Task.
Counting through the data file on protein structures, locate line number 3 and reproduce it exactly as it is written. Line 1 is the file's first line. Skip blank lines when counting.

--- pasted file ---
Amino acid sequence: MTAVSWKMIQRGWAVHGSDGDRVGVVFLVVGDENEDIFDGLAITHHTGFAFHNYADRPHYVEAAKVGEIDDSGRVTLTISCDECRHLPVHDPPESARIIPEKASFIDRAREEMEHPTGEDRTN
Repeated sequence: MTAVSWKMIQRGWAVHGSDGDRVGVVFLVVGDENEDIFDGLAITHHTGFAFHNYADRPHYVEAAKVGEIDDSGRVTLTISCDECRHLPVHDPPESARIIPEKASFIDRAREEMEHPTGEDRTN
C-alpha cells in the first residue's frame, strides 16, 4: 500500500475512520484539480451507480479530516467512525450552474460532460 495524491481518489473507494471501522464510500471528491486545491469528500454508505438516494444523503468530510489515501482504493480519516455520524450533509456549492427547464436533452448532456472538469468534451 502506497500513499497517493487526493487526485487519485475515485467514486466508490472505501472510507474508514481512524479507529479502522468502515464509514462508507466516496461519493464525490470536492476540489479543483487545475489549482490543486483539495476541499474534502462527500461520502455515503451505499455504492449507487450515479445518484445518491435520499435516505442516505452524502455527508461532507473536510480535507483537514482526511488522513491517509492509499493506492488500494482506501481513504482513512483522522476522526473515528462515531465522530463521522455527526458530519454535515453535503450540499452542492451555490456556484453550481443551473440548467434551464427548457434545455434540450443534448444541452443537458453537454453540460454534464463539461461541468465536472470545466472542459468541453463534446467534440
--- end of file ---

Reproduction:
C-alpha cells in the first residue's frame, strides 16, 4: 500500500475512520484539480451507480479530516467512525450552474460532460 495524491481518489473507494471501522464510500471528491486545491469528500454508505438516494444523503468530510489515501482504493480519516455520524450533509456549492427547464436533452448532456472538469468534451 502506497500513499497517493487526493487526485487519485475515485467514486466508490472505501472510507474508514481512524479507529479502522468502515464509514462508507466516496461519493464525490470536492476540489479543483487545475489549482490543486483539495476541499474534502462527500461520502455515503451505499455504492449507487450515479445518484445518491435520499435516505442516505452524502455527508461532507473536510480535507483537514482526511488522513491517509492509499493506492488500494482506501481513504482513512483522522476522526473515528462515531465522530463521522455527526458530519454535515453535503450540499452542492451555490456556484453550481443551473440548467434551464427548457434545455434540450443534448444541452443537458453537454453540460454534464463539461461541468465536472470545466472542459468541453463534446467534440